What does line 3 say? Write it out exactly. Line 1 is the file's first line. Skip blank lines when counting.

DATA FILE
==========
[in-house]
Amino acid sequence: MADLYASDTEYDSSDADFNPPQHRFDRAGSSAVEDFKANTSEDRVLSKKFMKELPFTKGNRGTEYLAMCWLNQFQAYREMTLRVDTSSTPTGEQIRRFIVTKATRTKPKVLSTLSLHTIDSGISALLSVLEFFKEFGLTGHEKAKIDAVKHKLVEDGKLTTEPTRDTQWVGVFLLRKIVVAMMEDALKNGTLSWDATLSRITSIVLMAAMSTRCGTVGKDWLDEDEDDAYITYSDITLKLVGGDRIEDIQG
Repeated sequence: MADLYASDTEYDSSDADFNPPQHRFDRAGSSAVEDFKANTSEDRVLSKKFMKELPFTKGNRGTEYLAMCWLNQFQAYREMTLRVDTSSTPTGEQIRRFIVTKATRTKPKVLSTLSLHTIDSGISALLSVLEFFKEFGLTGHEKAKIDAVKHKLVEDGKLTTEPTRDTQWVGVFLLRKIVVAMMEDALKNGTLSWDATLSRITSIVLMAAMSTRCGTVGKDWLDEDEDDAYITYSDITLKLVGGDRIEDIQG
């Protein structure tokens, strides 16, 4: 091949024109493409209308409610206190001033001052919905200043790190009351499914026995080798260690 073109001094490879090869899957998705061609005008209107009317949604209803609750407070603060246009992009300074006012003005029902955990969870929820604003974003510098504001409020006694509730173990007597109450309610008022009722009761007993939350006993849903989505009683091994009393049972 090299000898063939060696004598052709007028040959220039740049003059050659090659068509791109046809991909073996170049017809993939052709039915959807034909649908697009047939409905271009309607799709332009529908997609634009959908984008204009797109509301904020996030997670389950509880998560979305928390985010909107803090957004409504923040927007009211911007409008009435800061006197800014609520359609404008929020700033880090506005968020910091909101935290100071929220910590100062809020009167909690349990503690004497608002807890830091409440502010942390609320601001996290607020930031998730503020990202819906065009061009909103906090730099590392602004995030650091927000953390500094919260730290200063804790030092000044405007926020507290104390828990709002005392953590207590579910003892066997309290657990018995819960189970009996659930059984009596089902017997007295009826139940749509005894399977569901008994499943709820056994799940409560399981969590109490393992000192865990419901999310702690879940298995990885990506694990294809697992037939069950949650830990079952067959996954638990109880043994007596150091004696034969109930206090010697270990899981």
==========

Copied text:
Repeated sequence: MADLYASDTEYDSSDADFNPPQHRFDRAGSSAVEDFKANTSEDRVLSKKFMKELPFTKGNRGTEYLAMCWLNQFQAYREMTLRVDTSSTPTGEQIRRFIVTKATRTKPKVLSTLSLHTIDSGISALLSVLEFFKEFGLTGHEKAKIDAVKHKLVEDGKLTTEPTRDTQWVGVFLLRKIVVAMMEDALKNGTLSWDATLSRITSIVLMAAMSTRCGTVGKDWLDEDEDDAYITYSDITLKLVGGDRIEDIQG